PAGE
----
Every August, a few weeks before the Venice and Toronto film festivals roll out their red carpets and awards contenders, audiences descend on the Swiss town of Locarno for an 11-day cinematic banquet that has become prized for its formal innovation, its aesthetic adventurousness and its appeal to hard-core cinephiles.
Often resistant to narrative convention or easy genre classification, these are movies that, for the most part, rarely travel to Los Angeles art-house venues — a reality that speaks to the languishing state of independent and foreign-language film distribution in the U.S., but also to a neglected L.A. film culture that often feels more hindered than helped by its proximity to Hollywood.
Locarno in Los Angeles, an adventurous sampler of films from the 2016 edition of the festival, represents a hopeful reversal of this trend. Curated by the L.A.-based critics Jordan Cronk and Robert Koehler, and presented at the Downtown Independent, this weekend-long program of 10 features and five shorts offers a jolting antidote to the mid-spring blockbuster blues, as well as a welcome reminder that cinema isn't just a global medium; at times, it can be downright otherworldly.
The program gets off to a pleasing start on Friday night with "Hermia & Helena," the latest Shakespearean riff from the New York-based Argentine director Matías Piñeiro. Just as his earlier works "The Princess of France" and "Viola" respectively riffed on "Love's Labour's Lost" and "Twelfth Night," the new movie hinges loosely on "A Midsummer Night's Dream," which Camila (Agustina Muñoz), a Buenos Aires theater director who has recently relocated to the Big Apple, is attempting to translate into Spanish.
The play's intricate roundelay of romantic complications and mistaken identities is loosely reproduced in Piñeiro's clever shuffling of characters, time frames and locations. "Hermia & Helena" toggles restlessly between New York and Buenos Aires, gives Camila an alter ego in the form of another young woman, Carmen (María Villar), and at times even superimposes two establishing shots in the same frame — a ghostly, dissolve-like effect that underscores the poignant sense of homesickness at the heart of the story.
One of the program's most accessible titles is the centerpiece selection, "Rat Film," Theo Anthony's brilliant, uncategorizable documentary on the notoriously large rodent population in his native Baltimore. The human implications of this phenomenon, especially as regards the city's long history of racial segregation and substandard living conditions for African Americans, are among the many threads freely at play in this mind-expanding experiment, which leaves you regarding both species in a slightly different light.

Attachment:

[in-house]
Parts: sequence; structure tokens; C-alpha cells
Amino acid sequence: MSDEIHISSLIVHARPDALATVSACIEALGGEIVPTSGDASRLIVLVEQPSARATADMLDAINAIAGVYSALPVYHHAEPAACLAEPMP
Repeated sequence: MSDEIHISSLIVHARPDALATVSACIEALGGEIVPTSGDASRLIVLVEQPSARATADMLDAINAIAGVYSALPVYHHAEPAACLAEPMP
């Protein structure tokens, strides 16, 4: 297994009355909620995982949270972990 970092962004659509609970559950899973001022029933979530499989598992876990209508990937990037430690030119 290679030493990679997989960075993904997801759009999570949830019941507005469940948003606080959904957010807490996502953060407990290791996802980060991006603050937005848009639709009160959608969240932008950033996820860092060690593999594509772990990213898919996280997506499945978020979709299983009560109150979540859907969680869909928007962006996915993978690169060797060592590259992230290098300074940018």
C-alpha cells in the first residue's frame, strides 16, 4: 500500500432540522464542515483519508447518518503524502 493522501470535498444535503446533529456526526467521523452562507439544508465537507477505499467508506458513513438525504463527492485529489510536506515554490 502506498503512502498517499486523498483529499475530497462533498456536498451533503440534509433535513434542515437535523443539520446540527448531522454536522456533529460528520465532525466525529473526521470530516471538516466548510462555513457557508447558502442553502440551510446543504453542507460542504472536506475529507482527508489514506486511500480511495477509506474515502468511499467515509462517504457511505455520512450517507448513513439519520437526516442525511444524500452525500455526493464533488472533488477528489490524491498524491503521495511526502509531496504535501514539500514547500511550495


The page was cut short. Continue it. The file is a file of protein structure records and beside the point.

Not quite as brisk or playful is the festival's Sunday closing-night selection, "Scarred Hearts," a slow-burning 1930s-set hospital drama that finds the Romanian writer-director Radu Jude veering away from the epic Western thrills of his 2016 feature, "Aferim!" If relentless action is more your speed, you might consider subjecting yourself to Tetsuya Mariko's brutal, unsparing anti-thriller "Distraction Babies," about a young Japanese sociopath (Yuya Yagira) who likes nothing more than pummeling random strangers and getting pummeled himself in return.
Eduardo Williams' "The Human Surge" is a mysterious and poetic triptych that wanders from Argentina to Mozambique to the Philippines, finding a wondrously imaginative transition each time. In each new environment the film alights on a different group of young people, observing their comings, goings and random hangouts with an eye that feels at once alert and oddly dispassionate. Your attention may flag at times — even the movie's seems to — but the roving, unimpeded movement of the camera keeps you watching.
By contrast, the camera stays mostly still in "All the Cities of the North," a quietly immersive debut feature from Yugoslavian director Dane Komljen, which follows two men who have set up camp in an abandoned, dilapidated hotel complex somewhere in southern Montenegro. With its expressive use of landscapes (both natural and man-made) and its relaxed, middle-of-nowhere intimacy, this is a beautifully unhurried picture that, like many of the best offerings at Locarno in Los Angeles, seems less interested in telling you a simple story than in recalibrating your internal rhythms. You should let it.
Locarno in Los Angeles Film Festival
Where: Downtown Independent, 251 S. Main St., Los Angeles
When: Friday through Sunday, Tuesday
Tickets: Individual screenings $12; passes, $45-$90